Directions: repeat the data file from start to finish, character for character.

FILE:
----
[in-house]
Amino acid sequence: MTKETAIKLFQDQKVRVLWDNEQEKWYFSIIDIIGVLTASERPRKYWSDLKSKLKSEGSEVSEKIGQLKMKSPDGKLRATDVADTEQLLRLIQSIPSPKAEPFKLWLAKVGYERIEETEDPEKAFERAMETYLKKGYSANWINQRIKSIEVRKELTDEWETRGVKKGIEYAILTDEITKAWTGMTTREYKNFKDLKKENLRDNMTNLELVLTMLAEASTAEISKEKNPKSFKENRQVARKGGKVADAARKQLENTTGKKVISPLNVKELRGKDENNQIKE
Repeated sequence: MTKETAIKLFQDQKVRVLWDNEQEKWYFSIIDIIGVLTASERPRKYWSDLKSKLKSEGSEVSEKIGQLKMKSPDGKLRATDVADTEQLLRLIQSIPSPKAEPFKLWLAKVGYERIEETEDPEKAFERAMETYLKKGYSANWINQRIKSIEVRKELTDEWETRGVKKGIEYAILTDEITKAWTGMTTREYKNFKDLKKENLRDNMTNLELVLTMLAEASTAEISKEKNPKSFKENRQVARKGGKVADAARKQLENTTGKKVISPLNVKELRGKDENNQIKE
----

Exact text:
[in-house]
Amino acid sequence: MTKETAIKLFQDQKVRVLWDNEQEKWYFSIIDIIGVLTASERPRKYWSDLKSKLKSEGSEVSEKIGQLKMKSPDGKLRATDVADTEQLLRLIQSIPSPKAEPFKLWLAKVGYERIEETEDPEKAFERAMETYLKKGYSANWINQRIKSIEVRKELTDEWETRGVKKGIEYAILTDEITKAWTGMTTREYKNFKDLKKENLRDNMTNLELVLTMLAEASTAEISKEKNPKSFKENRQVARKGGKVADAARKQLENTTGKKVISPLNVKELRGKDENNQIKE
Repeated sequence: MTKETAIKLFQDQKVRVLWDNEQEKWYFSIIDIIGVLTASERPRKYWSDLKSKLKSEGSEVSEKIGQLKMKSPDGKLRATDVADTEQLLRLIQSIPSPKAEPFKLWLAKVGYERIEETEDPEKAFERAMETYLKKGYSANWINQRIKSIEVRKELTDEWETRGVKKGIEYAILTDEITKAWTGMTTREYKNFKDLKKENLRDNMTNLELVLTMLAEASTAEISKEKNPKSFKENRQVARKGGKVADAARKQLENTTGKKVISPLNVKELRGKDENNQIKE